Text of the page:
Monday, April 20, 2015

Special Needs Require Special Deductions

Over the years I have worked with many families with special needs kids. I am amazed at their strength and the resilience of their spirit. The term "Special Needs" now encompasses more than what it used to and rightly so. It is truly phenomenal that studies show that the number of children diagnosed with autism, Asperger's syndrome and many other neurological disorders continue to skyrocket. A recent report by the Centers for Disease Control estimated the rate to be as high as 1 in 50. 

We know how disruptive the lives of families with special needs dependents are, which is only compounded by the fact that the costs of providing care to the dependents are very high. To further complicate things, parents or care-givers are not aware of possible tax deductions that can help alleviate some of these costs and they unknowingly forgo tax deductions or credits. 

In this blog post, let's take a look at the various potential tax benefits that can help parents/ care-givers of special needs individuals: 

The Dependency Exemption:

The dependency exemption under § 152(c)(3) includes the so-called "age test", where an individual must be under the age of 19 at year end, the individual must be a student under the age of 24, or the individual must be totally or permanently disabled at any time during the year. § 152(c)(3) was amended in 2009 to include a rule that the person claiming the dependent must be older than the qualifying child. Age is not relevant in determining the dependency exemption of an individual who is permanently and totally disabled. 

§ 22 (e)(3) states that an individual is permanently and totally disabled if he or she is unable to engage in any substantial gainful activity by reason of any medically determinable physical or mental impairment that can be expected to result in death or that has lasted or can be expected to last for a continuous period of not less than 12 months. A physician must certify in writing that the individual is permanently & totally disabled. 

Special School Instruction Deductible as Medical Expenses:

According to Regs. Sec 1.213-1(e)(1)(v) the unreimbursed cost of attending a "special school" for a neurologically or physically handicapped individual is deductible as a medical expense if the principal reason for sending the individual to the school is to alleviate the handicap through the school’s resources.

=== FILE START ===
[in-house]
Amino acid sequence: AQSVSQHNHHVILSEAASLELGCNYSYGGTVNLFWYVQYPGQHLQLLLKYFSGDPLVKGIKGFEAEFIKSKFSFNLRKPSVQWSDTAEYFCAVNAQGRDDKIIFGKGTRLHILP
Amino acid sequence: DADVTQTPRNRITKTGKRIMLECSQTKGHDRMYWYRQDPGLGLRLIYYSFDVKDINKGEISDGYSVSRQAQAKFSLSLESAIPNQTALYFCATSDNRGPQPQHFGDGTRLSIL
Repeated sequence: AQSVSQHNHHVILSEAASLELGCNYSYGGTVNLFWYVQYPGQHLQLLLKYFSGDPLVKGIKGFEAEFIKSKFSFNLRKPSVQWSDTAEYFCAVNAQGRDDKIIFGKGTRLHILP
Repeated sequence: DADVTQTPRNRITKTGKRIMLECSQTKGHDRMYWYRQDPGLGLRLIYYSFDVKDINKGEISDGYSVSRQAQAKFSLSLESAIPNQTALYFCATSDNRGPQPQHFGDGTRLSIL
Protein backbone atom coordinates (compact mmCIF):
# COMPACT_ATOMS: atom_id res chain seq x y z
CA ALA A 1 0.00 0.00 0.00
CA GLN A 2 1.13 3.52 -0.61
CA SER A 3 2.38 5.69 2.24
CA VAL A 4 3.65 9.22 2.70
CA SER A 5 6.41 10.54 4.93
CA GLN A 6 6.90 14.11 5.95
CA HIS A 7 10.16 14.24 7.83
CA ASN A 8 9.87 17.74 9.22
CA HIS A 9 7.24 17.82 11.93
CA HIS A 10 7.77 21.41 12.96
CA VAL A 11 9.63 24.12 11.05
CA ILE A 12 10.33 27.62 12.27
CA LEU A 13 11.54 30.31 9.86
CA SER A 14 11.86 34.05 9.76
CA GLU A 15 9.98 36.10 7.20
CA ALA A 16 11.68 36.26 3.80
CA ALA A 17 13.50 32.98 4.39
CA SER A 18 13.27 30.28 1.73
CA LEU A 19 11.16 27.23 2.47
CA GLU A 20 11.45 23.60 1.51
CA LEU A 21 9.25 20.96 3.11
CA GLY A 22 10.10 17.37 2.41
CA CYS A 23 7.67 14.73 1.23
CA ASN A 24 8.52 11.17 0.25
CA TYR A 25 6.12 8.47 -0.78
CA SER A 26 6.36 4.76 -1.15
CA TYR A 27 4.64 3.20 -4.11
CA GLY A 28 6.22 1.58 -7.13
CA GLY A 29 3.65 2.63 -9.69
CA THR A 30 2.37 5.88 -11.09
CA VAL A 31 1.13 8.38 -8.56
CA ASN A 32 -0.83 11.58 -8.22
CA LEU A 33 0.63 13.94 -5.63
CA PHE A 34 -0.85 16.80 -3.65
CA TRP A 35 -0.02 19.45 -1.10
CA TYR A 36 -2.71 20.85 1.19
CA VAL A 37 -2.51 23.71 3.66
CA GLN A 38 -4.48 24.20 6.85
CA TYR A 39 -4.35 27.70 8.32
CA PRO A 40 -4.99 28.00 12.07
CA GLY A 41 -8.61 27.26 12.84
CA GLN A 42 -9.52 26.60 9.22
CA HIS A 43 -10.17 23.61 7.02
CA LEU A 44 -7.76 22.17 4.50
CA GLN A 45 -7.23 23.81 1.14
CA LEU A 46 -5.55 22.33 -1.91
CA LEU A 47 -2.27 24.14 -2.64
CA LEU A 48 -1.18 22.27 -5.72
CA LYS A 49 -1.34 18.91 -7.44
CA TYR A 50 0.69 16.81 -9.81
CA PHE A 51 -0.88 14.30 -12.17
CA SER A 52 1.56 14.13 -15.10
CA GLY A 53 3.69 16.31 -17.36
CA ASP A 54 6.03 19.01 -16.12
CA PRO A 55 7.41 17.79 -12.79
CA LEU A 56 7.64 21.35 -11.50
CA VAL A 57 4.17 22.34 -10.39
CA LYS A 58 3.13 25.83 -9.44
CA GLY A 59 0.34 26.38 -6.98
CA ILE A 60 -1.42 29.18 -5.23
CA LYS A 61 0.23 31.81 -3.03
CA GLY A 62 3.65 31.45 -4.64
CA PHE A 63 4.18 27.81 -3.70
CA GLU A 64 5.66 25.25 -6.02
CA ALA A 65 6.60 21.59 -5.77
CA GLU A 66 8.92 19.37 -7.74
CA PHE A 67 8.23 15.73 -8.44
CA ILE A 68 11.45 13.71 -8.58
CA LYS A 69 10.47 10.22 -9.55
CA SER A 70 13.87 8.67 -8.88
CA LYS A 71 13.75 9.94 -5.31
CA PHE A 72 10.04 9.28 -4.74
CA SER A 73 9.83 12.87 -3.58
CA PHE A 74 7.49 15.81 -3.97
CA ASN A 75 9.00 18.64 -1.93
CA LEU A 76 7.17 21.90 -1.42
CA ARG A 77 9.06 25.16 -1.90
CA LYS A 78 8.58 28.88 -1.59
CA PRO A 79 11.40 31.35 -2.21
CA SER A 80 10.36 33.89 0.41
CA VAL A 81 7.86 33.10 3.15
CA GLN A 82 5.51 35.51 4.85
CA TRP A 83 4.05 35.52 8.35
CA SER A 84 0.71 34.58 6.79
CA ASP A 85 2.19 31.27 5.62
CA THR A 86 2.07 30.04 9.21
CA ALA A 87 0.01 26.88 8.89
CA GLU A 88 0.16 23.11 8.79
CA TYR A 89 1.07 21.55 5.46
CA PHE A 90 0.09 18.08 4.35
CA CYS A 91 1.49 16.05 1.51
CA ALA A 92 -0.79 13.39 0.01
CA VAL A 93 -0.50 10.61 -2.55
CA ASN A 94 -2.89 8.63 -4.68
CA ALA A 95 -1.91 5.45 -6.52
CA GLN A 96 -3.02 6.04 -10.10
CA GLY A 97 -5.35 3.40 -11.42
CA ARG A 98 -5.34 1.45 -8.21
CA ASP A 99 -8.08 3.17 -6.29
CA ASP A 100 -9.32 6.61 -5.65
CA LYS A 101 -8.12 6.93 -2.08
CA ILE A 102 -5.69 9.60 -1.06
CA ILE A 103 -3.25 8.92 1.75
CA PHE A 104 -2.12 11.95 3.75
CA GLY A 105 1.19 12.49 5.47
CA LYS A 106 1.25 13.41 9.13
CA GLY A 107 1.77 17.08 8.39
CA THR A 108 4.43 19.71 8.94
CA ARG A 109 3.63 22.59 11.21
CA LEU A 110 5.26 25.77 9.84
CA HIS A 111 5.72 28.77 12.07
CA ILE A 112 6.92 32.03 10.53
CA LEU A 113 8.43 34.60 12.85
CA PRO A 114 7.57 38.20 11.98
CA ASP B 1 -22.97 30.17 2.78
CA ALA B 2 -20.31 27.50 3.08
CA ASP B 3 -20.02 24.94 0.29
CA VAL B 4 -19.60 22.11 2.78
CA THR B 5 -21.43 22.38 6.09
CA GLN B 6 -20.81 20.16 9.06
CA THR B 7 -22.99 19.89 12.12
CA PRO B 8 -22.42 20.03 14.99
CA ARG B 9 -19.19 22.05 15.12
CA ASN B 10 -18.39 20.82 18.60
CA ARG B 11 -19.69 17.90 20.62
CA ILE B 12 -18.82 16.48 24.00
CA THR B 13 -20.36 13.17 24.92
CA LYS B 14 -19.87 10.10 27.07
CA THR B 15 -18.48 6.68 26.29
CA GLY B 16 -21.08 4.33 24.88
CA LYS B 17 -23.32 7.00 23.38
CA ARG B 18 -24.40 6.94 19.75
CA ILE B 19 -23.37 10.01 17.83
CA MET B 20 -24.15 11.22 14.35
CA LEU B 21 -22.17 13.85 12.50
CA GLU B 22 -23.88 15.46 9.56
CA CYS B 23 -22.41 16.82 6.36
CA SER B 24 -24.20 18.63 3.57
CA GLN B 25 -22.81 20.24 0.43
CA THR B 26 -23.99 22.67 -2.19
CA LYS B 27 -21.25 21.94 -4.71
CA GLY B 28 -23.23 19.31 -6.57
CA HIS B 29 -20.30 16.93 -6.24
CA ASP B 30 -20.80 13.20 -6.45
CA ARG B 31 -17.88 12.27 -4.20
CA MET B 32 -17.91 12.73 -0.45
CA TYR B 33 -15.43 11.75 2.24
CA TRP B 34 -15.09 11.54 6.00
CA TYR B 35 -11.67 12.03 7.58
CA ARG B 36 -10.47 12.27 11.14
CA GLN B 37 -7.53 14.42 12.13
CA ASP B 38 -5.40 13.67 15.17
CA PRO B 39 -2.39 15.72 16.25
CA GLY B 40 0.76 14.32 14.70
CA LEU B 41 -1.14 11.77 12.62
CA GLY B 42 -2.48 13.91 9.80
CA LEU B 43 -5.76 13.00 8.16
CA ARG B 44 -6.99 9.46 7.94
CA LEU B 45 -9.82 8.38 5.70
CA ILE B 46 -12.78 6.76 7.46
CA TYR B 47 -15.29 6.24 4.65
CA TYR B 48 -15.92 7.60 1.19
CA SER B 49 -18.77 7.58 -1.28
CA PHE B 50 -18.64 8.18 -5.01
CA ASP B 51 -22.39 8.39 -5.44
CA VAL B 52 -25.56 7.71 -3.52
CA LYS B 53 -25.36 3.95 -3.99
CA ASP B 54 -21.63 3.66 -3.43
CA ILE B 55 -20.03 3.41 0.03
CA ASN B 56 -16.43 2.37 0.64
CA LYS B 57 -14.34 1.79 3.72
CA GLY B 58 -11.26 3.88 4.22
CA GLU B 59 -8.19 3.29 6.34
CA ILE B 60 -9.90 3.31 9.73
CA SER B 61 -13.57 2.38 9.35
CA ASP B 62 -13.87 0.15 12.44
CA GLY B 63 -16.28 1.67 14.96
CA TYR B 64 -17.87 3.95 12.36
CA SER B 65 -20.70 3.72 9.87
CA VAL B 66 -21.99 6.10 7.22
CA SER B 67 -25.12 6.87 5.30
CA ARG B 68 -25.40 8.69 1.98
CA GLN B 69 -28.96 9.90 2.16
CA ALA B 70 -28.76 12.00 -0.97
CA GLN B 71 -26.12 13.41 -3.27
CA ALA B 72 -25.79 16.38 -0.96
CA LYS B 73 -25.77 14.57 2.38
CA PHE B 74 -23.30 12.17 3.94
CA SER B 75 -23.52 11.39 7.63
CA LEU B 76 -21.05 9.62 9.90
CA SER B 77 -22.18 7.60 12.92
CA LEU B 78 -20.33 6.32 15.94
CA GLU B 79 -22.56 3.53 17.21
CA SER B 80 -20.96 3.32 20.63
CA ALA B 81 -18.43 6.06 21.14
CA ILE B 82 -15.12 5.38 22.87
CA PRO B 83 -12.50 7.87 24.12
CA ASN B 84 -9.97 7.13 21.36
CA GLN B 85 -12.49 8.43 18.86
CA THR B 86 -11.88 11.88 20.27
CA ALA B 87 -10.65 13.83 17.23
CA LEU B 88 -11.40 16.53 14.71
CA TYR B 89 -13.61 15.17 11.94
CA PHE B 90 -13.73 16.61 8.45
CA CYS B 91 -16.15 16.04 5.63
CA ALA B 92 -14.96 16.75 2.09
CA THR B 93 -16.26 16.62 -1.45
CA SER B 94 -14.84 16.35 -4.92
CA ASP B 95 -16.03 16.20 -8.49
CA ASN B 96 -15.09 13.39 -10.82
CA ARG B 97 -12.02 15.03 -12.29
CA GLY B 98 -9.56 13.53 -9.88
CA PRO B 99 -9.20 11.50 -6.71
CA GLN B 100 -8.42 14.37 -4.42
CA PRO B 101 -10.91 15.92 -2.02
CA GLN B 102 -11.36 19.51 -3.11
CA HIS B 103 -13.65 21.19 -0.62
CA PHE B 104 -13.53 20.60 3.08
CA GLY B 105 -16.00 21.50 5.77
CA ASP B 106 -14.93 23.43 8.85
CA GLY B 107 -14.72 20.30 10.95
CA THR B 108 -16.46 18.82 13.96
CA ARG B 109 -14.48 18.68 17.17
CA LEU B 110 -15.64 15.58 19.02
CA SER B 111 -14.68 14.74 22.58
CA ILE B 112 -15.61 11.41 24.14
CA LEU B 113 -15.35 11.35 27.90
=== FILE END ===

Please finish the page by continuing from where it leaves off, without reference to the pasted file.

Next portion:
As long as these expenses exceed the 10%-of-the-adjusted-gross-income floor in 2013 & beyond,expenses paid to a special school are deductible on Schedule A as part of Itemized Deductions.  

Recent IRS Letter Rulings & Revenue Rulings have expanded the definitions of special schooling. 

Capital Expenditures: 

To secure a current medical expense deduction for a capital expenditure, the cost must be reasonable in amount and incurred out of medical necessity for primary use by the individual requiring medical care.

Qualifying capital expenditures for medical expense deductions fall into two categories:

  1. Expenditures improving the taxpayer’s residence while also providing medical care                                                              and 
  2. Expenditures removing structural barriers in the home of an individual with physical limitations.

Under either of the above category, costs incurred to operate or maintain the capital expenditure, such as increased utility and maintenance costs, are deductible currently as medical expenses as long as the medical reason for the expenditures continues to exist.

Conferences & Seminars: 

If as a parent or a guardian of special needs children, you have to attend medical conferences and seminars to learn more about their disability, the amounts paid towards registration fees and travel are deductible as medical expenses under Rev. Rul. 2000-24. There should be a physician recommendation, and the seminar should deal directly with the disability.